District 87 parents have said the remote learning experience has generally been good, except for those with young children.
Superintendent Barry Reilly said that's one of the reasons the district plans to phase in a return to in-school instruction starting in late October.
“Some of our families have had extreme difficulty with it,” Reilly said. “If you think about families where you might have multiple kids who are working in a living space all together at multiple grade levels doing different things, that’s pretty difficult.”
Students will be in class two days each week on alternating schedules to allow for social distancing.
Children in pre-kindergarten through second grade will have the in-school option starting Oct. 26. Grades three through five will return on Nov. 9.
Each student will have one day a week for remote learning and two days per week of asynchronous learning at home. Families can still choose all-remote learning.
Reilly said the hybrid learning model has shown to limit the spread of COVID-19 in the classroom.
“As I talk to colleagues who have been in session for several weeks, that’s where they have had the success,” Reilly said. “They’ve done hybrid models where they limit the number of students in classrooms such that you can space them apart appropriately.”
Reilly said in that model it’s likely that a positive coronavirus case wouldn’t require a large-scale quarantine.
Reilly said social distancing becomes harder for junior high and high school students who would be using hallways to get from class to class. Reilly said the district doesn't have a return plan yet for grades six through 12.
Reilly explained the results of the hybrid model in other schools, coupled with improved local COVID-19 testing positivity rates, were major factors in his plan to bring students back into the classroom.
“The numbers are in good place right now. That’s not to say that they couldn’t change,” Reilly conceded. He said in August COVID cases should be down to "near nothing" before he would consider a return-to-school plan. Reilly said now that teachers have had time to plan for a hybrid model that includes a full-remote option, he's confident students can safely return to the classroom.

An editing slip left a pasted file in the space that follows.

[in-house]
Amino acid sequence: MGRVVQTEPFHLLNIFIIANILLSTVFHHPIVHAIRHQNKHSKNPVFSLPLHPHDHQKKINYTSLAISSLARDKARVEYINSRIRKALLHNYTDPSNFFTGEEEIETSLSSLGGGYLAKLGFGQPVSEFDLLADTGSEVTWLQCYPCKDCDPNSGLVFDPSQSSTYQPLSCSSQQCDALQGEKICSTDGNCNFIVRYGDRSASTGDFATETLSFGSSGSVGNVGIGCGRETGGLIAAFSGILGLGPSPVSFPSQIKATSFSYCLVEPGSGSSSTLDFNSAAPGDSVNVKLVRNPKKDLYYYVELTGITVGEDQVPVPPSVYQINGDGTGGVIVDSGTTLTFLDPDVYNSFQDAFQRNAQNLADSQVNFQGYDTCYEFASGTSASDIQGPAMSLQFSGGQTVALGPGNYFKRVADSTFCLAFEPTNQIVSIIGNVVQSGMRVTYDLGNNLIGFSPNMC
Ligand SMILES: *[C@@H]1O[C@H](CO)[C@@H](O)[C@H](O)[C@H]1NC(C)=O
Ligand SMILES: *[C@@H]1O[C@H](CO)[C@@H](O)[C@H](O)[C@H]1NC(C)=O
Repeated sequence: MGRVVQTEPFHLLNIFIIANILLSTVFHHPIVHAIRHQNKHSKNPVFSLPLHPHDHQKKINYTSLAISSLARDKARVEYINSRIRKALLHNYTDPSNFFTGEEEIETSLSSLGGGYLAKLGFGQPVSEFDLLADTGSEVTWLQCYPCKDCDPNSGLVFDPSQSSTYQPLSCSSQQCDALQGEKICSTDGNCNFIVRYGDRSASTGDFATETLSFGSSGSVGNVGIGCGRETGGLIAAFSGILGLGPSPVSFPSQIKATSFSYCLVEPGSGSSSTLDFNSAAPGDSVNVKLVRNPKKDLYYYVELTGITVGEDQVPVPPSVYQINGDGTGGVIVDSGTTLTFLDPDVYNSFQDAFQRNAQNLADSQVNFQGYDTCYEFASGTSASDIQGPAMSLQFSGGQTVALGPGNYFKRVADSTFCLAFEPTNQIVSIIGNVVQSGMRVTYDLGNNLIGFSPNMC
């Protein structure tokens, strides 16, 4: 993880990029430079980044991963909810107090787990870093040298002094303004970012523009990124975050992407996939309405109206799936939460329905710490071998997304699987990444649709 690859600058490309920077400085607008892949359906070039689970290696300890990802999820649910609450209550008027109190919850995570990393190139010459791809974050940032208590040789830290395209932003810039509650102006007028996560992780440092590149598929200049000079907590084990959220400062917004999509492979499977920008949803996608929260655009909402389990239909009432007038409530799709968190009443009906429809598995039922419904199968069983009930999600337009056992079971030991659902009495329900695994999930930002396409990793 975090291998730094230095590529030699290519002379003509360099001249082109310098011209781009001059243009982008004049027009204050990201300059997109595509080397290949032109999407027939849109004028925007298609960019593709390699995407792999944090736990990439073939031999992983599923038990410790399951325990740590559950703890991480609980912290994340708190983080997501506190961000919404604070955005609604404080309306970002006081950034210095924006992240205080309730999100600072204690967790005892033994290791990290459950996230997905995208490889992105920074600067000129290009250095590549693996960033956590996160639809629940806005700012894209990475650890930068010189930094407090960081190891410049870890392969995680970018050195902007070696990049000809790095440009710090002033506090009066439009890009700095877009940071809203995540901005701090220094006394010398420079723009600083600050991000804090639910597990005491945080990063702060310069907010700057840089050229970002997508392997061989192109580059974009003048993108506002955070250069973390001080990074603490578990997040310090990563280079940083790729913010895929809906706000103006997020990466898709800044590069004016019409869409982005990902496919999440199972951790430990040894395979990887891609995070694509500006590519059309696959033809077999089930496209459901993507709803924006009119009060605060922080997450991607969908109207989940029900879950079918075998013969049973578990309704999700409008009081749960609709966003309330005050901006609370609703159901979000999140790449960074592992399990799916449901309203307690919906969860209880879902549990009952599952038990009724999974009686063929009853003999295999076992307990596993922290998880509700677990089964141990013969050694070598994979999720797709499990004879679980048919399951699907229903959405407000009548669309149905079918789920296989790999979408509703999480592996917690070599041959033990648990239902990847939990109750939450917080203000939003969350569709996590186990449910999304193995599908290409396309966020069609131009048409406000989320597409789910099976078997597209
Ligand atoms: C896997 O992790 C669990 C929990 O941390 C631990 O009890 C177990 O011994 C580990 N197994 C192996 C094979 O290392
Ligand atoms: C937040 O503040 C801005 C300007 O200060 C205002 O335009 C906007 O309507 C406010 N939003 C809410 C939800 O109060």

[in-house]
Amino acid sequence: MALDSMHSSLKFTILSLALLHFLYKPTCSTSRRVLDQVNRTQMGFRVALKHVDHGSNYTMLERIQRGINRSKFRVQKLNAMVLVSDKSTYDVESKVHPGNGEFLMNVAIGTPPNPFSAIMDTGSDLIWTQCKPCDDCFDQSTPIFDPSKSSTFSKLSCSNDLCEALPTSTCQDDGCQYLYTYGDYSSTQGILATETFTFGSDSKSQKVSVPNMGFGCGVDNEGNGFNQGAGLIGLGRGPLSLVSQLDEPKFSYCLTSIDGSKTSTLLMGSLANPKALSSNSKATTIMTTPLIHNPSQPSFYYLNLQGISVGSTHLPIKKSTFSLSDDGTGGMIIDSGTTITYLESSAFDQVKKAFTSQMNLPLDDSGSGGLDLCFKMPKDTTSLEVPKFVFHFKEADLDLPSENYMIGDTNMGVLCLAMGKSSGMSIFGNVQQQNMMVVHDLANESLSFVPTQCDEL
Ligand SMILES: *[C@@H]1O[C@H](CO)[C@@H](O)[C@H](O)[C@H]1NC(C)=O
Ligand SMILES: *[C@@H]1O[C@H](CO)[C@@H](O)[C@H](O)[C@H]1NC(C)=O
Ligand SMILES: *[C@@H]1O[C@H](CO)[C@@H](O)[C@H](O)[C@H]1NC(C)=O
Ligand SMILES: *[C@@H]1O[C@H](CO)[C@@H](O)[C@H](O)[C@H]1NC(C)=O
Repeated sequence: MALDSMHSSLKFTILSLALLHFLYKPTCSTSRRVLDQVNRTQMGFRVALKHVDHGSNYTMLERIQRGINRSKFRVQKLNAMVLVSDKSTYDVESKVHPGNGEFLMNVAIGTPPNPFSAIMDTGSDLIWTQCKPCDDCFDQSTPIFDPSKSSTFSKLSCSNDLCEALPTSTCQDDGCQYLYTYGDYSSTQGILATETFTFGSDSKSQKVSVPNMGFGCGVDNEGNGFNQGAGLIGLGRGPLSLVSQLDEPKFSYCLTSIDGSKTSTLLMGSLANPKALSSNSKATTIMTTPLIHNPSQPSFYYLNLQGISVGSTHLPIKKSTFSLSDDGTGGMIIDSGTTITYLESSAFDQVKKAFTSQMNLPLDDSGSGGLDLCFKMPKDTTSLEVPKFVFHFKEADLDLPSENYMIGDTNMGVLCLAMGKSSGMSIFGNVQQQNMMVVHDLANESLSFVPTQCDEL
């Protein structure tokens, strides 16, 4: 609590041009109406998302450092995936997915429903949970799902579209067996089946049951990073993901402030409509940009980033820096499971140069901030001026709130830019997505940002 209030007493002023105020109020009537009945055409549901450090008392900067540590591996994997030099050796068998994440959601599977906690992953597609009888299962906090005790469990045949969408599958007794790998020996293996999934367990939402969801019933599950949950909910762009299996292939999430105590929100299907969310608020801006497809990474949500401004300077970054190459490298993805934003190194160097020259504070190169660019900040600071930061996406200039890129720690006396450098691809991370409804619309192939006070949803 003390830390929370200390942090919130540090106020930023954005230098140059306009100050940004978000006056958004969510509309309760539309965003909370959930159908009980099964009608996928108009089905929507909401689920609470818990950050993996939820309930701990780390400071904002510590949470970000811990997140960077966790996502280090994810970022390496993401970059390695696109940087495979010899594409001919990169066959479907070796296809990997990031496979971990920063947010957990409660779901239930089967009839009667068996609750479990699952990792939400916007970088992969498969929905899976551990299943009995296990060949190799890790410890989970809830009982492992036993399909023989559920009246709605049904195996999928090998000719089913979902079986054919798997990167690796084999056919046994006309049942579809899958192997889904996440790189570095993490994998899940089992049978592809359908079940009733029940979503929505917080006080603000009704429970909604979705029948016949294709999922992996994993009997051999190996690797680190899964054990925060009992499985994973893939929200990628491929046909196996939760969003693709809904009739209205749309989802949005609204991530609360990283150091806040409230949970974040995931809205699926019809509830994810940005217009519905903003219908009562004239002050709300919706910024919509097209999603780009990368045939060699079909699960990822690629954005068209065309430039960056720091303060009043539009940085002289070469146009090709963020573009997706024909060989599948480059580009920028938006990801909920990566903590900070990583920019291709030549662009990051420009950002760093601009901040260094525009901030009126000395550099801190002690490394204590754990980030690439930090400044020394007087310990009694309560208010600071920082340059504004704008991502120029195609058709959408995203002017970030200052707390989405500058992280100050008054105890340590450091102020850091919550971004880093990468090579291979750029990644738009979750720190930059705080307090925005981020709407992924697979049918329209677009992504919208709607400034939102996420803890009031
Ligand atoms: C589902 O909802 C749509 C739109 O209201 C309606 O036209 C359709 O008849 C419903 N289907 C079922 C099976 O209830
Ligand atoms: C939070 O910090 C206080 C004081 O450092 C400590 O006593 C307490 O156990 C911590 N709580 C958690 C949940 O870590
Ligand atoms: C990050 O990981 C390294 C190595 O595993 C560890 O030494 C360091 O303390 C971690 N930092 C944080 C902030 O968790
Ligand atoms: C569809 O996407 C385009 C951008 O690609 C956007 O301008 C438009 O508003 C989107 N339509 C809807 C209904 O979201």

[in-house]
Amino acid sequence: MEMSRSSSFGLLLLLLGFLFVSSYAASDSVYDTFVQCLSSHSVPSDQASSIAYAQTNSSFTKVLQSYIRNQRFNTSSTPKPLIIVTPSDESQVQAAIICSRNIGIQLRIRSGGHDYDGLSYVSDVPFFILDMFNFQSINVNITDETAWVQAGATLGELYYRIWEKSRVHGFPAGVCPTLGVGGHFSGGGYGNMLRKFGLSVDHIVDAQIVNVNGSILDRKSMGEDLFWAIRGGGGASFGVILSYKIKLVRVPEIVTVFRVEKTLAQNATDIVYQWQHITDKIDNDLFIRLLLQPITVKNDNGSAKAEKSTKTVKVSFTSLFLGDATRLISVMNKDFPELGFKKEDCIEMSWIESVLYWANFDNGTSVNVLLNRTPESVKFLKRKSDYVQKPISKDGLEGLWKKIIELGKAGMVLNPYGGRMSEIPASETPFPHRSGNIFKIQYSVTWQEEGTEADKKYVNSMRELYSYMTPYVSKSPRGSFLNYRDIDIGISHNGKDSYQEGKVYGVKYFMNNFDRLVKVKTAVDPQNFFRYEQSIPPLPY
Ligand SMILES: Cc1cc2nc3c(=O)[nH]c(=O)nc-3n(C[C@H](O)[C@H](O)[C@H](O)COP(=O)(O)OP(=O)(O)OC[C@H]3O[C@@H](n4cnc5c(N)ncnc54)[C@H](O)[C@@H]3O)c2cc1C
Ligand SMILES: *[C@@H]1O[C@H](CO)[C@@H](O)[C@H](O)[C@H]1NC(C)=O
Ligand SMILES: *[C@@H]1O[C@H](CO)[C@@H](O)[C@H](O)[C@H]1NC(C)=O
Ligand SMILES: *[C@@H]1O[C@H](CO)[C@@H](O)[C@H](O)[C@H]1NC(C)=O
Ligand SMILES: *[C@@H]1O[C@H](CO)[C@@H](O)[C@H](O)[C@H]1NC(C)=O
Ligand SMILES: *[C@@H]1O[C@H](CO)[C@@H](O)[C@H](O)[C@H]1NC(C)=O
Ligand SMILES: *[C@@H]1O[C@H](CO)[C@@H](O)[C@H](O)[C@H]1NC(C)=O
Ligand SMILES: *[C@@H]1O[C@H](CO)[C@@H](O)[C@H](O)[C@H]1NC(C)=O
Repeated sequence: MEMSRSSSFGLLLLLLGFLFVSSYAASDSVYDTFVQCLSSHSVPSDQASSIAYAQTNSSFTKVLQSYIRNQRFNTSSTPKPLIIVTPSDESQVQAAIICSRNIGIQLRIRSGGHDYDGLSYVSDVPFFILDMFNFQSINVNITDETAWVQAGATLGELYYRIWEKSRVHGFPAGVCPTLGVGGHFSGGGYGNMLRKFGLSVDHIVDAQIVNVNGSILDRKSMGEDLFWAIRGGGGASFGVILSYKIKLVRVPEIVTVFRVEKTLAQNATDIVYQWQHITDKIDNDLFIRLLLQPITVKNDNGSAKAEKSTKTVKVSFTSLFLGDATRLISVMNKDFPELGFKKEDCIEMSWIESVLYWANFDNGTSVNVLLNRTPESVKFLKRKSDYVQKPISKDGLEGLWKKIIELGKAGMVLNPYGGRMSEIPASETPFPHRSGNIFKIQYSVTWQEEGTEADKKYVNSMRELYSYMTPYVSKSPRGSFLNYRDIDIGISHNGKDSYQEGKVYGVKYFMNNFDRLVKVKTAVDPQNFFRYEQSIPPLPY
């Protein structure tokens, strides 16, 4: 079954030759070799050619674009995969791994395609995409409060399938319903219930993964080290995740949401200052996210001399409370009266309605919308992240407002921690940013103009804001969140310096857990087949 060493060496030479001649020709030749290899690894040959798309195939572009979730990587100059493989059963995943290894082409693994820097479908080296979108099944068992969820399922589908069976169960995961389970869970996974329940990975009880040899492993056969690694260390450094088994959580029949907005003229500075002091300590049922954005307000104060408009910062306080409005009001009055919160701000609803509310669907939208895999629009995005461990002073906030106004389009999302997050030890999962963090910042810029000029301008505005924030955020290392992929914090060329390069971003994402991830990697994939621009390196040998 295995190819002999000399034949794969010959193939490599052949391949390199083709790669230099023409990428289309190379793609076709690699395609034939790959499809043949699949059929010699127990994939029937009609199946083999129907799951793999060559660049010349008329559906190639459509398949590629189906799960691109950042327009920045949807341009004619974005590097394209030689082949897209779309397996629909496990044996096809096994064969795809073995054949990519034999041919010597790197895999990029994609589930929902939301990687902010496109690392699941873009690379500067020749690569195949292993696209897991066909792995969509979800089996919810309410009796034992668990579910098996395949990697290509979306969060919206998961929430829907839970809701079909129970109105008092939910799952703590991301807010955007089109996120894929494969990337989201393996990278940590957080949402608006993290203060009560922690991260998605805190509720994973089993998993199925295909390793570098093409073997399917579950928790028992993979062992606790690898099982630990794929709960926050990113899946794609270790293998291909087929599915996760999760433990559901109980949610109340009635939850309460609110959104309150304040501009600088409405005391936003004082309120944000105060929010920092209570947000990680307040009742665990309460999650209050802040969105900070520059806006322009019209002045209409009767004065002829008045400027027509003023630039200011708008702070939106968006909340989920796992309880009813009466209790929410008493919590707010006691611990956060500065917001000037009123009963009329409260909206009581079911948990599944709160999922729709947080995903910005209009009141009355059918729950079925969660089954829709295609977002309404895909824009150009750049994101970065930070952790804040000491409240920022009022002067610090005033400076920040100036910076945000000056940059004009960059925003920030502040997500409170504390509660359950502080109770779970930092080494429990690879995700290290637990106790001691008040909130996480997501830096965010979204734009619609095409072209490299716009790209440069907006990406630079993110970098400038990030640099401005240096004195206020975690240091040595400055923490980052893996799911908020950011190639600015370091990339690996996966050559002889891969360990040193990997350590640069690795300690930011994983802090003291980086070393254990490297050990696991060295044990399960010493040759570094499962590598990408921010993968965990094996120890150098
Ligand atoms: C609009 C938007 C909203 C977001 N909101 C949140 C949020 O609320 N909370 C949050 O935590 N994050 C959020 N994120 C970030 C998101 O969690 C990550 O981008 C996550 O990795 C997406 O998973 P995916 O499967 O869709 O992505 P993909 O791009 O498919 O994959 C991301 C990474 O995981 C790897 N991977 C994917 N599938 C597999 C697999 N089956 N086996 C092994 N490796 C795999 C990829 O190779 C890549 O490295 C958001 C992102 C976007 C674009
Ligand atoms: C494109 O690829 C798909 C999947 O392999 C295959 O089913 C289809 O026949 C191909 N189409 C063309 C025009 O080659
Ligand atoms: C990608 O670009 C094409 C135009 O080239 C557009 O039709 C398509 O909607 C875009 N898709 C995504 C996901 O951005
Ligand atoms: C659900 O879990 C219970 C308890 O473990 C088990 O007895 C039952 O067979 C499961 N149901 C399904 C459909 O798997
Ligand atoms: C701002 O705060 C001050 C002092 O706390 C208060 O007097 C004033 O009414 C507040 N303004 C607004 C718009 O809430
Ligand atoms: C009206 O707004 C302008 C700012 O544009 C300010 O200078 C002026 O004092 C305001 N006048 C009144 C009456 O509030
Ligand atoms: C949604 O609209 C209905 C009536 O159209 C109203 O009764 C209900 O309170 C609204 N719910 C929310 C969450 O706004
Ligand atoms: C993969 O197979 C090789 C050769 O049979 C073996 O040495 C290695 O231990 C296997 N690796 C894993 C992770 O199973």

As of Thursday, the seven-day testing positivity rate in McLean County stands at 4.1%. The daily percentages this week are the lowest they have been in McLean County since mid-August, though the county did have a record 12 COVID patients hospitalized at one time this week and the county has had four COVID-related deaths.
Soon after District 87 announced a return to in-school instruction, Unit 5 announced its own plan to return students to the classroom starting in late October.
The District 87 school board on Wednesday approved a budget that projects a $4.9 million deficit.
Reilly said the deficit is manageable and will likely end up being lower than what was budgeted in the $75.4 million spending plan for 2020-21.
“We are certainly going to pay attention to that as we plan for the future, but for now we can manage that and we’ve been able to do that in a way that does not have any significant impact on our property tax rates,” Reilly said.
The school board has approved issuing $15 million in working cash bonds to restructure the district’s long-term debt by taking advantage of a lower interest rate.
The district plans to draw $1.8 from its reserves to cover deficits in its education and transportation funds.
Reilly said he’s concerned how the pandemic could impact the property tax base long term, but the tax base has remained stable. He doesn’t see the need for budget cuts this year.
“My hope is to avoid that by being able to provide these funds for these what are hopefully shorter-term deficits, but only time will tell,” Reilly said.
The district will hold a public hearing and vote on the proposed tax levy on Dec. 9.
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